Or so he claims during this interview with Paul Rudd from yesterday’s Live!. This excites us immensely, especially if Larry King’s Tweet output is going to diminish once he wraps out of Larry King Live (which is tonight, incidentally). Of course, knowing Regis, his attempts to Tweet will likely involve him punching random buttons on a microwave, trying to complain about how the 2011 Yankees don’t hold a candle to the 1911 squad.
If there was one comedian/mid-level celebrity whose career I’d like to emulate it would probably be Michael Ian Black (okay, there’s a laundry list of comedian/mid-level celebrities who careers I’d like to emulate, and an even longer list of A-list celebrities whose resumes I wouldn’t mind having. But there are few people out there who I admire and appreciate at the level of Michael Ian Black. One of the reasons I like Mr. Black so much is because, obviously, he’s as funny and smart as anyone else out there (if his work in I ♥ the [Insert Decade] didn’t convince you of that, check out his stand-up album I Am A Wonderful Man, an excellent performance from someone who is not known as a stand-up comedian). But, beyond his humor, I especially appreciate the fact that he has the courage to say or write just about anything, the best examples of which are found on his Twitter feed, where he makes fun of everyone and everything from Asians to his kids to his wife cutting off the tip of her finger to himself. Often times I’ll find myself wanting to tweet something potentially offensive, and I don’t do so because I fear that not everyone will get the joke; sarcasm and satire sometimes don’t play so well in less than 140 characters. But Black has been able to pull that off, so much so that he’s participated in several Twitter fundraisers in which for a small donation he’ll make fun of you mercilessly, usually mocking your Twitter name or criticizing your photo. He has created this persona of being an arrogant, insensitive asshole (again, refer to the name of his comedy album), which is a weird achievement to want to replicate, but it seems clear to me that it’s just a put-on. It might be an extension of the real Michael Ian Black, but, if so, it’s a huge exaggeration. I mean, he lives in Connecticut with his wife and kids (who he appears to loathe, if his tweets are to be believed), so how terrible can he really be?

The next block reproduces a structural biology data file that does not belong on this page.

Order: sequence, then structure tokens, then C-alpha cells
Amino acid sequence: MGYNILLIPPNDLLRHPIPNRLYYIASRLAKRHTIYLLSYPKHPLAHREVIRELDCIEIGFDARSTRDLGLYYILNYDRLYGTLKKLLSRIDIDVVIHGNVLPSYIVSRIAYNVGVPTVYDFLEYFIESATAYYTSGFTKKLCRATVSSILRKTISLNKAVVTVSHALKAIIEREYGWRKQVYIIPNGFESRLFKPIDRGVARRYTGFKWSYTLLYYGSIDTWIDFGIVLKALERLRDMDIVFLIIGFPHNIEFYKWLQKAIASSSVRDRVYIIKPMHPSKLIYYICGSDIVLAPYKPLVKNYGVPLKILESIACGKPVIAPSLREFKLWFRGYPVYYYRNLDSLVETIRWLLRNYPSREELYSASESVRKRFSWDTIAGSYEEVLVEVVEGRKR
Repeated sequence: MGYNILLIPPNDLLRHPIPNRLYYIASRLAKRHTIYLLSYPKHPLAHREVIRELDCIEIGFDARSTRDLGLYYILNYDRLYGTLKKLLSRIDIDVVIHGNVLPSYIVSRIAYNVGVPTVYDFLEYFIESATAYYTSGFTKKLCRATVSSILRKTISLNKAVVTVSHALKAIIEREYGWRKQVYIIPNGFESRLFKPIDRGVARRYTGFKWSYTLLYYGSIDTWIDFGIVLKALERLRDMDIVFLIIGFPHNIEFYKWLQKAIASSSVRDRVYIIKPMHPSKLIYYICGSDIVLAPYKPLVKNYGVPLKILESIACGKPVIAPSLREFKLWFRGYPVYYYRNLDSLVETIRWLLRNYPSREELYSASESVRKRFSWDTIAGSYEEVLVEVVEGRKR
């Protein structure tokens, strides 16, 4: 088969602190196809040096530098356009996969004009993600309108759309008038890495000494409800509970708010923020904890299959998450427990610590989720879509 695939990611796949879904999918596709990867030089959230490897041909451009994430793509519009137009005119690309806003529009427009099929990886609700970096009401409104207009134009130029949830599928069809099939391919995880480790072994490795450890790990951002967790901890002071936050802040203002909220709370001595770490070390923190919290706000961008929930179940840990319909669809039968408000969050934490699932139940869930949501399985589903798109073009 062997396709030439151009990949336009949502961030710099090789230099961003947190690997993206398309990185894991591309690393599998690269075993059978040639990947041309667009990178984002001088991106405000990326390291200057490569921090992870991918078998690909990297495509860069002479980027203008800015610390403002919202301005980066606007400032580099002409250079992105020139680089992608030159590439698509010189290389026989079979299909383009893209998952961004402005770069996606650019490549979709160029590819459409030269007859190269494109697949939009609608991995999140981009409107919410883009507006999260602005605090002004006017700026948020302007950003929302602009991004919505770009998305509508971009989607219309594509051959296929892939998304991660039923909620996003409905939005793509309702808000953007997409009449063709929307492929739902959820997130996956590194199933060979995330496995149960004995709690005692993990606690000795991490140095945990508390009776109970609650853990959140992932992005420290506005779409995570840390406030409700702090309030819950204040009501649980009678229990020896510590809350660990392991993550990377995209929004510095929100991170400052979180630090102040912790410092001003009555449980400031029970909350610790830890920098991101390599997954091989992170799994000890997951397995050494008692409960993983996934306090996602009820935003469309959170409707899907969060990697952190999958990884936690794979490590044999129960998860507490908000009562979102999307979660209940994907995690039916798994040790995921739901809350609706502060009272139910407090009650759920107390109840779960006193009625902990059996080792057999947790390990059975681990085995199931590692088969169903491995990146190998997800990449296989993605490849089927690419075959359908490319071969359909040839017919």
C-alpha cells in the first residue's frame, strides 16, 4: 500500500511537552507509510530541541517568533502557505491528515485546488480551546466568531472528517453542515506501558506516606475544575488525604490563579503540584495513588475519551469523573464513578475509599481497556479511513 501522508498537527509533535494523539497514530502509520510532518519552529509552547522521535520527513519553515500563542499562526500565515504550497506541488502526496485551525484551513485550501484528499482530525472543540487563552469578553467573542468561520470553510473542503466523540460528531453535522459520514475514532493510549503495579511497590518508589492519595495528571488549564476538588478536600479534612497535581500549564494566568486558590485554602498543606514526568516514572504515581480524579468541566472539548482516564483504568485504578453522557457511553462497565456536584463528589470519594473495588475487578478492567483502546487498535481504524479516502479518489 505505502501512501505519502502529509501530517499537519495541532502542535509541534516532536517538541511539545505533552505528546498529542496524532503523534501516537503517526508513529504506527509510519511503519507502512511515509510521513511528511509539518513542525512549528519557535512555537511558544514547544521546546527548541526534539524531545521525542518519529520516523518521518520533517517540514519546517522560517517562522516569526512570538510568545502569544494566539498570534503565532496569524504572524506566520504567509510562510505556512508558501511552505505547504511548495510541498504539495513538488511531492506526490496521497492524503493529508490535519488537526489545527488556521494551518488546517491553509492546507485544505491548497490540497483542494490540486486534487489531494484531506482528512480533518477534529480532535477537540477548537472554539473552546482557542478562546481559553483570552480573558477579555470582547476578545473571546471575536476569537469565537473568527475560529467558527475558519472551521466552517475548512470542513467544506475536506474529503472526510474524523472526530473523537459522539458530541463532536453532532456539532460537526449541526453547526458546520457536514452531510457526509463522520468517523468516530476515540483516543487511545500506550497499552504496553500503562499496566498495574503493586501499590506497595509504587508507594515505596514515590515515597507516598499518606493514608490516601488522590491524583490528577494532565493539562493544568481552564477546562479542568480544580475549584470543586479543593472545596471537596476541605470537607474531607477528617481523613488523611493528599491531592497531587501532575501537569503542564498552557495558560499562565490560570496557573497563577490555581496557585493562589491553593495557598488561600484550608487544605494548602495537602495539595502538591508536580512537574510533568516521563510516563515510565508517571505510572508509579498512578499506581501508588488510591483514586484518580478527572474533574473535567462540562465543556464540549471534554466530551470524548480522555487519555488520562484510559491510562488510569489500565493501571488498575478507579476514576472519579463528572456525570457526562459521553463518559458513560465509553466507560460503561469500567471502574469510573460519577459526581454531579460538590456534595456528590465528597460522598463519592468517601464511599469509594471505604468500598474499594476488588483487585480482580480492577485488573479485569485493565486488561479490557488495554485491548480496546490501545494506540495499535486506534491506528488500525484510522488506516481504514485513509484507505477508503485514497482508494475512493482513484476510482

Amidst this backdrop of bombastic, often crude, tweets and blog posts it was surprising that Black received the most backlash for a tweet he composed on Friday night to commemorate Conan O’Brien’s last night as host of The Tonight Show:
Typical trenchant, insightful, slightly dickish Michael Ian Black commentary. But out of all his tweets this one caused the most commotion (although, as you can see, it was retweeted 100+ followers, so I guess not everyone was outraged). It was a joke, but like many of his jokes, he had a point, a good point. Which is another aspect of MIB I appreciate: his candor. He’s a fan of Conan too, but the truth is Conan fans didn’t turn out in droves until these last two weeks, when it didn’t matter anymore.
So, to clarify his point, Black knew he needed more words than Twitter would allow, so he took to his blog (and spared us from a full on tweet procession), and exemplified another quality I admire: intelligence. He composed his actual, and, as he noted, “unfunny” thoughts on the Conan situation, comparing Conan to Sally Fields in Norma Rae and asking “how did a Harvard-educated, multi-millionaire late night talk show host magically transmogrify into a guy who got laid off at the local car plant?” Now I’ve basically been glued to the computer the last two weeks reading every update on the late night wars and watching every relevant monologue the night before, and I’ve even contributed my own thoughts, but Black does have a point. In the end, it’s just millionaires playing in the sandbox, and Conan doesn’t really represent the oppressed, jobless masses. In his essay, Black puts aside the sarcasm and the deadpan humor, presenting refreshing clarity about the whole thing. I’m not sure I’ve read a better breakdown on the skirmish. Despite the working title of his latest TV show, Michael Ian Black does understand. A lot better than most of us.
We all know who really loves Jay Leno. Old people. And apparently his show knows it too and is not shy about it, packing last night’s audience with his target demo.
Front row too!
Okay, the women are actually from the preceding video bit about Senior Citizen Twitter lessons. But still, I’m sure they’re big Leno fans.